LC Journal of Special Education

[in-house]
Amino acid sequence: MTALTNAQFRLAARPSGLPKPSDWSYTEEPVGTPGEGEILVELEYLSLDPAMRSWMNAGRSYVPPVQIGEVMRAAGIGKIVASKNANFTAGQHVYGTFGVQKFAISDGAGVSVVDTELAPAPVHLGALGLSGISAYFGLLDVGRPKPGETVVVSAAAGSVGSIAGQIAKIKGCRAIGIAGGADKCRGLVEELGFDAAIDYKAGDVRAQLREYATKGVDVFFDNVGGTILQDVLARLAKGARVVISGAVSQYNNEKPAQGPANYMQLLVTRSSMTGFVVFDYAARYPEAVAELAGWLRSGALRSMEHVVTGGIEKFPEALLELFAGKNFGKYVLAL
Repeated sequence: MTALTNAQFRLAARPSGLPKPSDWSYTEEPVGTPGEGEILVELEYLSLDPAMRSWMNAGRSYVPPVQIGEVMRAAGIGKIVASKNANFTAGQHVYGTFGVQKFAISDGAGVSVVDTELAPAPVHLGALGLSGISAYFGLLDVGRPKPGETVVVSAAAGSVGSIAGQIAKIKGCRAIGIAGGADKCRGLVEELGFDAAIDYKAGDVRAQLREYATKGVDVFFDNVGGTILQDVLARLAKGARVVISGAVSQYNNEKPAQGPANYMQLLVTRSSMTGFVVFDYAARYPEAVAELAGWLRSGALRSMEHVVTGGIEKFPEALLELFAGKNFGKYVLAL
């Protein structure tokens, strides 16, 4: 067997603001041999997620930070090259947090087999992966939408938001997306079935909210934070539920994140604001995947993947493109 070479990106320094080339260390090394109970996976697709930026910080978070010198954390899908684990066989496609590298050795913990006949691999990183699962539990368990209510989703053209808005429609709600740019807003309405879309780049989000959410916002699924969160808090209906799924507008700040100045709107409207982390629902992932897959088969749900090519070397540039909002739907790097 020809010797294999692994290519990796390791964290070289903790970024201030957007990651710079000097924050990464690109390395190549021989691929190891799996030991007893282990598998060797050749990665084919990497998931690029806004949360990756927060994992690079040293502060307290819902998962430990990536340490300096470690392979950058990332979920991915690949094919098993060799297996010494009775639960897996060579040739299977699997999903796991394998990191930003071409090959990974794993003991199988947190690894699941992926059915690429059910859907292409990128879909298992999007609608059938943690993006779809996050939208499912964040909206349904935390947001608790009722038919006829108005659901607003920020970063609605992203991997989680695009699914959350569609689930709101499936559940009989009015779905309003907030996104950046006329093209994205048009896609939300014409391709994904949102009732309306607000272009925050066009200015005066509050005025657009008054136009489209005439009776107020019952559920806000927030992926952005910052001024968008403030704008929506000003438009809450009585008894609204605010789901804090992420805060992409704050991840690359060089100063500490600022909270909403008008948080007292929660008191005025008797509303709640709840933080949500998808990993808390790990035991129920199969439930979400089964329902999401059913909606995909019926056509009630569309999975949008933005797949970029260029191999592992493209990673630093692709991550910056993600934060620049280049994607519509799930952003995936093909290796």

Many students are faced with the daily routines and demands of reading complex, ambiguous, de-motivating text book materials which pose no significance to them, and in many situations, they are unable to derive meaning or make sense of what they have read. One of the many unfortunate circumstances that students with learning disabilities have to face daily include challenging tasks, which are comprised of: texts not being reader-friendly, text materials written above their reading and comprehension level, text which focuses on skills instruction in isolation, and, text which requires higher-level thinking and reasoning. This sometimes leads to frustration. Students with learning disabilities need to interact with the text and learning experiences that are embedded in real- world situations. In order to focus on the relevant information, and organize it in meaningful ways, they need that level of comprehenension, thus making information easier to understand and learn (Gagnon & Maccini, 2005; as cited in Maccini & Gagnon, 2008). This is where the introduction and effective accomplishment of graphic organizers can be applied. In other words, educators can use graphic organizers to come to the rescue of students! (Dye, 2000). The main purpose of this strategy is to make complex materials easier to conceptualize and retrieve. Boudah, Lenz, Bulgren, Schumaker & Deshler, (2000) stated that these strategies “help students understand where they have been, where they are, and where they are going on the journey though the content” (p. 2). In summary, graphic organizers are like maps which direct students learning through the content materials, for better comprehension, and also in the acquisition of knowledge which therefore will become meaningful and memorable.